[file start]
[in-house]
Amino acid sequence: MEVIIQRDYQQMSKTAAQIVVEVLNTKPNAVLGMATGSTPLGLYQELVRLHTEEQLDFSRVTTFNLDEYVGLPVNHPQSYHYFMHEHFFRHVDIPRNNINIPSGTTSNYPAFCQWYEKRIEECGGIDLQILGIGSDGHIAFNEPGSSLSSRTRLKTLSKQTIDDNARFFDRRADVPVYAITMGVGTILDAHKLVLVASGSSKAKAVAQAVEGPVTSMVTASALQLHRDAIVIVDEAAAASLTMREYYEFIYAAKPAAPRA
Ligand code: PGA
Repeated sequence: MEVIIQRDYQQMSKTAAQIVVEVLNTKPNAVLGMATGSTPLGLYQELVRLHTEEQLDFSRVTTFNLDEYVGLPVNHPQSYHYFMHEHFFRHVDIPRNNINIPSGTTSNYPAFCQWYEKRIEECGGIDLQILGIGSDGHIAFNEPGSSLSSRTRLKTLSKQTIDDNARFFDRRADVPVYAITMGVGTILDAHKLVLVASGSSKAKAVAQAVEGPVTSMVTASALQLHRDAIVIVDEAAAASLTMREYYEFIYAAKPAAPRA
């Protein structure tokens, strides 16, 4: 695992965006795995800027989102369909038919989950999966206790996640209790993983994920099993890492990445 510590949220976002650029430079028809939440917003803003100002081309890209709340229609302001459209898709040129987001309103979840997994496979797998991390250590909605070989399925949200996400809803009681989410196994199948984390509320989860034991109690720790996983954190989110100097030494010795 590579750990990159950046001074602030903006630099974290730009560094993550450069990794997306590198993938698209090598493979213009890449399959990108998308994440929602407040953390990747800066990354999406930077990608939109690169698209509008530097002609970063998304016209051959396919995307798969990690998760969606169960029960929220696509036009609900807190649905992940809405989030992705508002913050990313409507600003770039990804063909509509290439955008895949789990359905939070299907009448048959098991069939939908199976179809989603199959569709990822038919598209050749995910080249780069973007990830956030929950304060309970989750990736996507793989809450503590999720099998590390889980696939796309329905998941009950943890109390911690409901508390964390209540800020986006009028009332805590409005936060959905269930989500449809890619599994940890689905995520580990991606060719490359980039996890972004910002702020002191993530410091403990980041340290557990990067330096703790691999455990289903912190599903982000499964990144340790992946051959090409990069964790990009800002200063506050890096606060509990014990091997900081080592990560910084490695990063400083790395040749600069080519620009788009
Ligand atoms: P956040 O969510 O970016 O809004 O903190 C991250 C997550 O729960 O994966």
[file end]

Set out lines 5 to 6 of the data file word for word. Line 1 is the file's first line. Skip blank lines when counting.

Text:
């Protein structure tokens, strides 16, 4: 695992965006795995800027989102369909038919989950999966206790996640209790993983994920099993890492990445 510590949220976002650029430079028809939440917003803003100002081309890209709340229609302001459209898709040129987001309103979840997994496979797998991390250590909605070989399925949200996400809803009681989410196994199948984390509320989860034991109690720790996983954190989110100097030494010795 590579750990990159950046001074602030903006630099974290730009560094993550450069990794997306590198993938698209090598493979213009890449399959990108998308994440929602407040953390990747800066990354999406930077990608939109690169698209509008530097002609970063998304016209051959396919995307798969990690998760969606169960029960929220696509036009609900807190649905992940809405989030992705508002913050990313409507600003770039990804063909509509290439955008895949789990359905939070299907009448048959098991069939939908199976179809989603199959569709990822038919598209050749995910080249780069973007990830956030929950304060309970989750990736996507793989809450503590999720099998590390889980696939796309329905998941009950943890109390911690409901508390964390209540800020986006009028009332805590409005936060959905269930989500449809890619599994940890689905995520580990991606060719490359980039996890972004910002702020002191993530410091403990980041340290557990990067330096703790691999455990289903912190599903982000499964990144340790992946051959090409990069964790990009800002200063506050890096606060509990014990091997900081080592990560910084490695990063400083790395040749600069080519620009788009
Ligand atoms: P956040 O969510 O970016 O809004 O903190 C991250 C997550 O729960 O994966």